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Family History Research Revealed Identity Theft



Genealogists and family historians typically use Ancestry.com in order to learn more about their relatives and ancestors. The popular genealogy website has many collections of a variety of records that hold important personal information. One Ancestry.com user discovered a case of identity theft while using Ancestry.com.

Nathan Laskoski died in December of 1972. He was two months old. He was buried in a Texas cemetery. Nathan’s mother never applied for a Social Security card for her son.

In late 2016, Nathan’s aunt was using Ancestry.com to track down information for her family tree. To her surprise, she found Nathan Laskoski on Ancestry.com. The website listed him as alive, which was, of course, impossible. (A green leaf icon on Ancestry.com indicates that a person is alive.)

Nathan’s aunt could see some of the information that Ancestry.com had about Nathan Laskowski. It said he had been married twice, had lived in multiple states (including Mississippi and Tennessee) and was issued a Social Security number in Texas in 1996.

Nathan’s aunt let Nathan’s mother know about what she found. Nathan’s mother filed an identity theft complaint with the Social Security Administration. The Social Security’s Office of Inspector General started working on the case in January of 2017.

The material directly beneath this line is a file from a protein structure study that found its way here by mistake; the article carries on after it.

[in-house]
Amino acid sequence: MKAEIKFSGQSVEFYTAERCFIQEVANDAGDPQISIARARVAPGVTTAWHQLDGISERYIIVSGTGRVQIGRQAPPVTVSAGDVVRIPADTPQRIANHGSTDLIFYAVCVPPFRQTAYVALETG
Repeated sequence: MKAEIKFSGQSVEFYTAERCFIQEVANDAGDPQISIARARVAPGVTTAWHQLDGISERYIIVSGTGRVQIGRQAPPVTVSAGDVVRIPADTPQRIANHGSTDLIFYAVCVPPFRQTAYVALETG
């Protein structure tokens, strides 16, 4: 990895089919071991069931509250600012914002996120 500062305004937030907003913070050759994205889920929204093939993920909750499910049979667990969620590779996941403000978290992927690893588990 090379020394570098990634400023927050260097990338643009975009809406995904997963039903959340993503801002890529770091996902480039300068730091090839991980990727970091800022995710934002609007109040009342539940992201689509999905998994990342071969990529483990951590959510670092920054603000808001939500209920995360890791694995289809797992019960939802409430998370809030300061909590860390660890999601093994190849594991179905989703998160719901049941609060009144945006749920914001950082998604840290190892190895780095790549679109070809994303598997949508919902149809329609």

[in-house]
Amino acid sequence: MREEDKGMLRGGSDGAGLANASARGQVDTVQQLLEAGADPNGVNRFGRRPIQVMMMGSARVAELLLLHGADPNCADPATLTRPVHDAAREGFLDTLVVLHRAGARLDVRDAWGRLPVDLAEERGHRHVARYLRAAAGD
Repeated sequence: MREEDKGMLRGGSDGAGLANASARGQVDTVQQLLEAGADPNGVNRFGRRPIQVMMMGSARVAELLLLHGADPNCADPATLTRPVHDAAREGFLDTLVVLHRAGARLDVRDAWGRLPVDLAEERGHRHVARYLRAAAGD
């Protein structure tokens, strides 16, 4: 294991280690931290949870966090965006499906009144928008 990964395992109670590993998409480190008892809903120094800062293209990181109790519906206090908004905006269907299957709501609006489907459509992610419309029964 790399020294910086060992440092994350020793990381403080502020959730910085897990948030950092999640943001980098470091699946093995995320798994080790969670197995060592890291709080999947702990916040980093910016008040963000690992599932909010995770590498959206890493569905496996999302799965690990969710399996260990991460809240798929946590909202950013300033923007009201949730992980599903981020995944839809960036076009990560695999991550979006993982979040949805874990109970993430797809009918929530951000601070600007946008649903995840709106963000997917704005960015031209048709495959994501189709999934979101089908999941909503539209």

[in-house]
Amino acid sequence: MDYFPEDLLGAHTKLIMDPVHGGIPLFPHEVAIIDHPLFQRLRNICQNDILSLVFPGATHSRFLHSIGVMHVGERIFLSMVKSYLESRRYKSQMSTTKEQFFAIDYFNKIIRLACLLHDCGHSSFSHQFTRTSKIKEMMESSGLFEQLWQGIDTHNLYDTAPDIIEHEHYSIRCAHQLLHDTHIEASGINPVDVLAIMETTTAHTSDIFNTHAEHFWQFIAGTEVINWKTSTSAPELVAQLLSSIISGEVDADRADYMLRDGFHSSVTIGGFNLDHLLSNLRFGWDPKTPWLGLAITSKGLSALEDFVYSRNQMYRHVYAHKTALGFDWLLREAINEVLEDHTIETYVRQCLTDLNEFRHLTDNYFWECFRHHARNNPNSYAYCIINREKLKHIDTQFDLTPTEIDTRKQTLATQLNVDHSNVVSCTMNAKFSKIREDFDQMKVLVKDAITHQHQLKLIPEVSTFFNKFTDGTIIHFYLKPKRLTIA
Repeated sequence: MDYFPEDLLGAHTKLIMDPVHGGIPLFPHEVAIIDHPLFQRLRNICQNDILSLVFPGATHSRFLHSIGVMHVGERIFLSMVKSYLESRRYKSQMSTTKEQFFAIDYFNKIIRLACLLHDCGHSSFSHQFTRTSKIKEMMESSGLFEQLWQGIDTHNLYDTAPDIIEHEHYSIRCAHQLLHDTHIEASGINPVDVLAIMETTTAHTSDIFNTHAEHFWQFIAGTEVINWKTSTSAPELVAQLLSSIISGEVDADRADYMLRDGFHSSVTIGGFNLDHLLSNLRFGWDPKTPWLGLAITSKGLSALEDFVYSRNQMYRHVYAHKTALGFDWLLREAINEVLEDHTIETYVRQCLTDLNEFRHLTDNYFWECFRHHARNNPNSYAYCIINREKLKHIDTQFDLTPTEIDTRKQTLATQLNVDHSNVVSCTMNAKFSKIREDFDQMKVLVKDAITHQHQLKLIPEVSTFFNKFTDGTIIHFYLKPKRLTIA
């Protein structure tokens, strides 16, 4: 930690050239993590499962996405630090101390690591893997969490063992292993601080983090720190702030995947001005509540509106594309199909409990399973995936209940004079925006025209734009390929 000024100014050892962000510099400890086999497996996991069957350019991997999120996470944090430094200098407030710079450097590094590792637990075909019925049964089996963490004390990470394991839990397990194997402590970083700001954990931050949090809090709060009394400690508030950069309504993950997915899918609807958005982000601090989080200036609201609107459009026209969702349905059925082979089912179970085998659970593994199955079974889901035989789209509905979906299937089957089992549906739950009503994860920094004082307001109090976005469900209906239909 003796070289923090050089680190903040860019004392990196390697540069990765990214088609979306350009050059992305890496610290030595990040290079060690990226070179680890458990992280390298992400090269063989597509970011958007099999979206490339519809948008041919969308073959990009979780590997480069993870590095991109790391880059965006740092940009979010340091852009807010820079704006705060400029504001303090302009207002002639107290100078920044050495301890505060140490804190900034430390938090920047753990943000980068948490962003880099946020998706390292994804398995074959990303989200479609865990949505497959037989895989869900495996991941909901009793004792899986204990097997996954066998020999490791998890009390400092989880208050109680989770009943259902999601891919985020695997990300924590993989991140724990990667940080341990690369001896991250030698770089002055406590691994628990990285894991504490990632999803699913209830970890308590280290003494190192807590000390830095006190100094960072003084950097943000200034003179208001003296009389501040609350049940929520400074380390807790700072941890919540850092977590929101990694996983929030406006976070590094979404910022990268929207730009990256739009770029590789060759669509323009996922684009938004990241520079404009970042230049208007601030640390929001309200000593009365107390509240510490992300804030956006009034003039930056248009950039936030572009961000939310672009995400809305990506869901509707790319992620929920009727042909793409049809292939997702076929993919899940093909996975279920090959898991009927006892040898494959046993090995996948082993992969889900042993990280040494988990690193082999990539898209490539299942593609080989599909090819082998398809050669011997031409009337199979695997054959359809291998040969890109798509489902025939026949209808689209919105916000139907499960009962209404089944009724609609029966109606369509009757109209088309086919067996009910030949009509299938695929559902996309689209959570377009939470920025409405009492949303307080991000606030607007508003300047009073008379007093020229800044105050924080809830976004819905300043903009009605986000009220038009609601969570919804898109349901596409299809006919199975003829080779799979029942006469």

The investigation resulted in the arrest of Jon Vincent, who was 44 years old. He was arrested in Lansdale, near Pennsylvania (but had also lived near Pittsburg and York, Pennsylvania, since 2003). Vincent obtained a Social Security card in Nathan Laskoski’s name in 1996. Jon Vincent had been working under Nathan Laskoski’s name, and had earned income every year since 1996.

The Social Security fraud charges carries up to five years in prison upon conviction. The aggravated identity theft charge carries a penalty of two years in prison (consecutive to any sentence imposed for the fraud count.) At the time this story made the newspapers, (in April of 2017) Jon Vincent had been put in jail awaiting his arraignment in May of 2017.

What can genealogists learn from this? The first thing to learn is that you shouldn’t answer questions asked by random strangers that call your home. Nathan’s mother recalled a strange telephone call that she received in 1996, in which someone asked her questions about her son – including his Social Security number.

The second thing to learn is that it is a good idea to pay attention to the information you see on Ancestry.com. If your deceased relative appears on Ancestry.com as though he or she is alive – it might be more than a glitch or typo. It could mean someone stole your relative’s identity and/or his or Social Security number.

Related Articles at FamilyTree.com:

* Copy of Social Security Application

* Social Security Application with Details

* Social Security Death Index

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